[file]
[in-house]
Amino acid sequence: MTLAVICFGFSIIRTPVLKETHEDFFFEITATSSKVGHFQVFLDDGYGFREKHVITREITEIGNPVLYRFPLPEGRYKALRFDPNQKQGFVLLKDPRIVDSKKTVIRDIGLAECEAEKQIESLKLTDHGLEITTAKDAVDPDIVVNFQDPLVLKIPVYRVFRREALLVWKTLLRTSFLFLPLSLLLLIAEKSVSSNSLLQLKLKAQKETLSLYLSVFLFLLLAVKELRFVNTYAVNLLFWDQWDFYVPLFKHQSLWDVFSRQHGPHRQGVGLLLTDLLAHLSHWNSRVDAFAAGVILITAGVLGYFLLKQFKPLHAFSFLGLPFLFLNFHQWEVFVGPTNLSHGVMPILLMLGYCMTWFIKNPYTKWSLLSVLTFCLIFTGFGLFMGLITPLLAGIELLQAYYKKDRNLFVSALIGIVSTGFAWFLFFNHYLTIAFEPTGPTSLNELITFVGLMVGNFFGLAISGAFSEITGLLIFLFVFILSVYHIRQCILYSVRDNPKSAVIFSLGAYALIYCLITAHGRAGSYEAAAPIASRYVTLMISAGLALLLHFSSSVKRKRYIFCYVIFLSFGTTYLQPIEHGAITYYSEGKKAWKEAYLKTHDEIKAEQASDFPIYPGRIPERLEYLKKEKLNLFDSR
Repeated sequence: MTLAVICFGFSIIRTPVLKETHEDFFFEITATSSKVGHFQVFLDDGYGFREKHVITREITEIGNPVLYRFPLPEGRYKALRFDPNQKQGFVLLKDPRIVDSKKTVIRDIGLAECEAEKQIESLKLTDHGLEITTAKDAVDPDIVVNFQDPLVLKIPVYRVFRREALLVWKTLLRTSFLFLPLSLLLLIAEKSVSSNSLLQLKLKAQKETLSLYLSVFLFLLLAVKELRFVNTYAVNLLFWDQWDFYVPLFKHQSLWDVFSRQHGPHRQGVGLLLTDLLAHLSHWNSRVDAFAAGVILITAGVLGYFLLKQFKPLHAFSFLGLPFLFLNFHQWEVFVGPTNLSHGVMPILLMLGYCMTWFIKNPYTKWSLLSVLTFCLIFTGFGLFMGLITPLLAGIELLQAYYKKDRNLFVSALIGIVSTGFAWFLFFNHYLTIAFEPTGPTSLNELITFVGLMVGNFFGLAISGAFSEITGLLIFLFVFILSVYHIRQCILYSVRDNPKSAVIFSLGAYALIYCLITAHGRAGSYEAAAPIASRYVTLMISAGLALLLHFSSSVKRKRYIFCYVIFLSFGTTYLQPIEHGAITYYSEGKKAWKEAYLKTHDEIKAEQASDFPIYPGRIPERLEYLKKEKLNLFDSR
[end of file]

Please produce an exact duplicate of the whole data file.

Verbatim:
[in-house]
Amino acid sequence: MTLAVICFGFSIIRTPVLKETHEDFFFEITATSSKVGHFQVFLDDGYGFREKHVITREITEIGNPVLYRFPLPEGRYKALRFDPNQKQGFVLLKDPRIVDSKKTVIRDIGLAECEAEKQIESLKLTDHGLEITTAKDAVDPDIVVNFQDPLVLKIPVYRVFRREALLVWKTLLRTSFLFLPLSLLLLIAEKSVSSNSLLQLKLKAQKETLSLYLSVFLFLLLAVKELRFVNTYAVNLLFWDQWDFYVPLFKHQSLWDVFSRQHGPHRQGVGLLLTDLLAHLSHWNSRVDAFAAGVILITAGVLGYFLLKQFKPLHAFSFLGLPFLFLNFHQWEVFVGPTNLSHGVMPILLMLGYCMTWFIKNPYTKWSLLSVLTFCLIFTGFGLFMGLITPLLAGIELLQAYYKKDRNLFVSALIGIVSTGFAWFLFFNHYLTIAFEPTGPTSLNELITFVGLMVGNFFGLAISGAFSEITGLLIFLFVFILSVYHIRQCILYSVRDNPKSAVIFSLGAYALIYCLITAHGRAGSYEAAAPIASRYVTLMISAGLALLLHFSSSVKRKRYIFCYVIFLSFGTTYLQPIEHGAITYYSEGKKAWKEAYLKTHDEIKAEQASDFPIYPGRIPERLEYLKKEKLNLFDSR
Repeated sequence: MTLAVICFGFSIIRTPVLKETHEDFFFEITATSSKVGHFQVFLDDGYGFREKHVITREITEIGNPVLYRFPLPEGRYKALRFDPNQKQGFVLLKDPRIVDSKKTVIRDIGLAECEAEKQIESLKLTDHGLEITTAKDAVDPDIVVNFQDPLVLKIPVYRVFRREALLVWKTLLRTSFLFLPLSLLLLIAEKSVSSNSLLQLKLKAQKETLSLYLSVFLFLLLAVKELRFVNTYAVNLLFWDQWDFYVPLFKHQSLWDVFSRQHGPHRQGVGLLLTDLLAHLSHWNSRVDAFAAGVILITAGVLGYFLLKQFKPLHAFSFLGLPFLFLNFHQWEVFVGPTNLSHGVMPILLMLGYCMTWFIKNPYTKWSLLSVLTFCLIFTGFGLFMGLITPLLAGIELLQAYYKKDRNLFVSALIGIVSTGFAWFLFFNHYLTIAFEPTGPTSLNELITFVGLMVGNFFGLAISGAFSEITGLLIFLFVFILSVYHIRQCILYSVRDNPKSAVIFSLGAYALIYCLITAHGRAGSYEAAAPIASRYVTLMISAGLALLLHFSSSVKRKRYIFCYVIFLSFGTTYLQPIEHGAITYYSEGKKAWKEAYLKTHDEIKAEQASDFPIYPGRIPERLEYLKKEKLNLFDSR